Unilever announces shift in marketing for children’s food and drink
Unilever is changing the way it markets food and drink products to children.
The move comes as part of the growing concern over child obesity – which has been named by the World Health Organisation as one of the most serious public health issues of the 21st century – and Unilever aims to help parents, caregivers and children make more informed choices about the food and drinks they purchase. Unilever also wishes to address the rise of social media.
Unilever has declared three main changes:
- By the end of 2020, Unilever will stop marketing and advertising foods and beverages to children under the age of 12 in traditional media and below 13 via social media channels.
- Unilever will not use any influencers, celebrities or social media stars who primarily appeal to children under the age of 12 in their adverts.
- Unilever will limit its use of cartoon characters. They will only be used for products with a specific nutritional profile.
The ‘Responsibly Made for Kids’ promise
Unilever’s ice cream business will be leading the implementation of its new approach, as Wall’s becomes the first global ice cream brand with a ‘Responsibly Made for Kids’ promise.
The promise is designed to assist parents and caregivers when considering products for their children and is based on the following three pillars:
- Wall’s kids’ ice creams will be Responsibly Communicated, tying in with Unilever’s shift in advertising tone, to speak to the parents rather than the children. Wall’s will also not direct any marketing communications to children under the age of 12, nor to children under the age of 13 on social media.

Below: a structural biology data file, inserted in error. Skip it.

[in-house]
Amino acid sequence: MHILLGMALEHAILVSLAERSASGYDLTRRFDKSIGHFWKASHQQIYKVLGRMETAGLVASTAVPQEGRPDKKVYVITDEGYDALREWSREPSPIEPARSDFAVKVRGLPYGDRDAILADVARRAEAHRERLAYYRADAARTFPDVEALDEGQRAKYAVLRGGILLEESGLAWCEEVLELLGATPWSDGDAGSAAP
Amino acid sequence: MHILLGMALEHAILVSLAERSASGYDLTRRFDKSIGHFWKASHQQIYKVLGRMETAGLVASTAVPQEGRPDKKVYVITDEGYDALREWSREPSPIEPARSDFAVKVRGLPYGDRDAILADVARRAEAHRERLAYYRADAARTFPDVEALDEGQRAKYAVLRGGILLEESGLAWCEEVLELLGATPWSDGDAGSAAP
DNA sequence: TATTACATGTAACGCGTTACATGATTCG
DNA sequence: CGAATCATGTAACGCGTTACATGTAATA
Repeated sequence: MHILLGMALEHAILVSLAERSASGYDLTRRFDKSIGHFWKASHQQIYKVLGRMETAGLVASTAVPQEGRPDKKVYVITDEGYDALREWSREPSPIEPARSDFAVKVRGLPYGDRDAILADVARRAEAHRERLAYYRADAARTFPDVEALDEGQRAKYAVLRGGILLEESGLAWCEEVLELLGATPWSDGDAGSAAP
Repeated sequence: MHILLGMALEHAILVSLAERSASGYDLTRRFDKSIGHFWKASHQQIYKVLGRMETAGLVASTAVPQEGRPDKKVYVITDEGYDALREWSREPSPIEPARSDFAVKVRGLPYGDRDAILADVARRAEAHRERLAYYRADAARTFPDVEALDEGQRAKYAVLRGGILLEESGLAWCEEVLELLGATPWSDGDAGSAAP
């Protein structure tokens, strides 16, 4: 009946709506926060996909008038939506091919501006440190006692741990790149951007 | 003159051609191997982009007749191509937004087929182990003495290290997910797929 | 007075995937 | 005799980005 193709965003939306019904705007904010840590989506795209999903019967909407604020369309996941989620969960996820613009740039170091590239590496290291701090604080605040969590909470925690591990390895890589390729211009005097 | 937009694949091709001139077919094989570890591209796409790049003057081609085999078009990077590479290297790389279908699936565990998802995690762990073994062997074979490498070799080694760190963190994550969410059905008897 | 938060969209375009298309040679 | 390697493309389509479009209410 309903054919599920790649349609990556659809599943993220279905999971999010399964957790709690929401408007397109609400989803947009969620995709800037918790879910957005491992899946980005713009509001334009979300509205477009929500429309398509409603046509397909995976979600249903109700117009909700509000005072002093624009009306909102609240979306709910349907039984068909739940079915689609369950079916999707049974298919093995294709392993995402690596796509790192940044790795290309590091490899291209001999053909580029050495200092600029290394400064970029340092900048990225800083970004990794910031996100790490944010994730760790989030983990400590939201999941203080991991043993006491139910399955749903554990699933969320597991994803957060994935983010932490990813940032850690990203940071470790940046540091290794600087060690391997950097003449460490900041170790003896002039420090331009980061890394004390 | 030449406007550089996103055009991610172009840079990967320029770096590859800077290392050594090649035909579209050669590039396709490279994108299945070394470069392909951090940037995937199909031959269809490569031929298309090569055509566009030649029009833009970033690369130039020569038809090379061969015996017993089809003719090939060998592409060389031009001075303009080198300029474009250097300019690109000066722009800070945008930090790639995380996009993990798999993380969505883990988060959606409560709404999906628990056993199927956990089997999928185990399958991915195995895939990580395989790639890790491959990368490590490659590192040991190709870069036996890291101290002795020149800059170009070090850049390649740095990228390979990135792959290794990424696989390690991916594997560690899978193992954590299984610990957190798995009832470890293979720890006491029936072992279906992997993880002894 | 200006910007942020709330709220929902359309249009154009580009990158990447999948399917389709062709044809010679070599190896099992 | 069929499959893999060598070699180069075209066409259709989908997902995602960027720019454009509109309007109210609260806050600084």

- Wall’s kids’ ice creams will be Responsibly Sold. The ‘Responsibly Made for Kids’ logo will be introduced on point-of-sale communications such as product packs and price cards. This will clearly indicate to parents and caregivers which products are designed for children.
- The ice creams in Wall’s global kids’ portfolio are Responsibly Developed. By the end of 2020, every ice cream in the kids’ range will have no more than 110 calories and a maximum of 12g of sugar per portion. Unilever will work to further improve this.
“We at Wall’s believe that everyone deserves a little joyous treat from time to time and we strive to offer something for everyone. Our promise is a genuine commitment to make and market products to children responsibly. It is the promise of better ice cream and healthier, happier children. Both now and in the future,” said Matt Close, executive vice president, Global Ice Cream Category.
The deadline for compliance with these new principles is the end of 2020.
Image credit: Unilever